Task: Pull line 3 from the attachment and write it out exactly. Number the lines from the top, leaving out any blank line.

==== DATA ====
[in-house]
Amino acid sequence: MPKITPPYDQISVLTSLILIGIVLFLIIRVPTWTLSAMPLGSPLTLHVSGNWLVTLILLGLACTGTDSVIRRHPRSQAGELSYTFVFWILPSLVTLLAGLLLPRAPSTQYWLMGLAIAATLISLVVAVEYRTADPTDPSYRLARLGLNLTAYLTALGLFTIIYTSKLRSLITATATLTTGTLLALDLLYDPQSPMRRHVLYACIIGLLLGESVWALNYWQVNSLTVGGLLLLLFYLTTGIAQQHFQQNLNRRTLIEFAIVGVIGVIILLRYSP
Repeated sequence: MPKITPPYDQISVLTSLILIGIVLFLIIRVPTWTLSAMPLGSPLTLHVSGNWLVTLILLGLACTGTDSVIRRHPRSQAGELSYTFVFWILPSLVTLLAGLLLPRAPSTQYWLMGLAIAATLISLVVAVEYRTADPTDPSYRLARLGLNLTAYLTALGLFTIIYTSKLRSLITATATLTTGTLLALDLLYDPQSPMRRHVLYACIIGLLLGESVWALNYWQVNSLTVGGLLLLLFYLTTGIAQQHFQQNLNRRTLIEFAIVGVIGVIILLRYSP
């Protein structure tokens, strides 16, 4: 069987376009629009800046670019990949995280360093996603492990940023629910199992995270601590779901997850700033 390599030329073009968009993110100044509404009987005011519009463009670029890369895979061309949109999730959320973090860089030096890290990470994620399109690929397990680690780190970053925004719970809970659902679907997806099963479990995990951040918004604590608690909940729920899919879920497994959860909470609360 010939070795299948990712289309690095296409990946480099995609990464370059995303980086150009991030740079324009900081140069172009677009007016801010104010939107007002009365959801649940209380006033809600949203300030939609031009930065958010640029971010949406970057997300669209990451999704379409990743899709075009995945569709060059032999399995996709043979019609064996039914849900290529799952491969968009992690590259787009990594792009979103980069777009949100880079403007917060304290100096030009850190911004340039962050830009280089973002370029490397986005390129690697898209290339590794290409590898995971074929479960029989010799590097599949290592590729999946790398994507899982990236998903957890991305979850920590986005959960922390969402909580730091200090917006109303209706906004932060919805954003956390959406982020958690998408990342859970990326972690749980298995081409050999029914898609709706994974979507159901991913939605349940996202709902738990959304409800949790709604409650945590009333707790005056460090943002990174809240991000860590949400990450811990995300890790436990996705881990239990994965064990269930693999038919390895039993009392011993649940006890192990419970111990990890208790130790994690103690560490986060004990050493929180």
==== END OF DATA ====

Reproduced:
Repeated sequence: MPKITPPYDQISVLTSLILIGIVLFLIIRVPTWTLSAMPLGSPLTLHVSGNWLVTLILLGLACTGTDSVIRRHPRSQAGELSYTFVFWILPSLVTLLAGLLLPRAPSTQYWLMGLAIAATLISLVVAVEYRTADPTDPSYRLARLGLNLTAYLTALGLFTIIYTSKLRSLITATATLTTGTLLALDLLYDPQSPMRRHVLYACIIGLLLGESVWALNYWQVNSLTVGGLLLLLFYLTTGIAQQHFQQNLNRRTLIEFAIVGVIGVIILLRYSP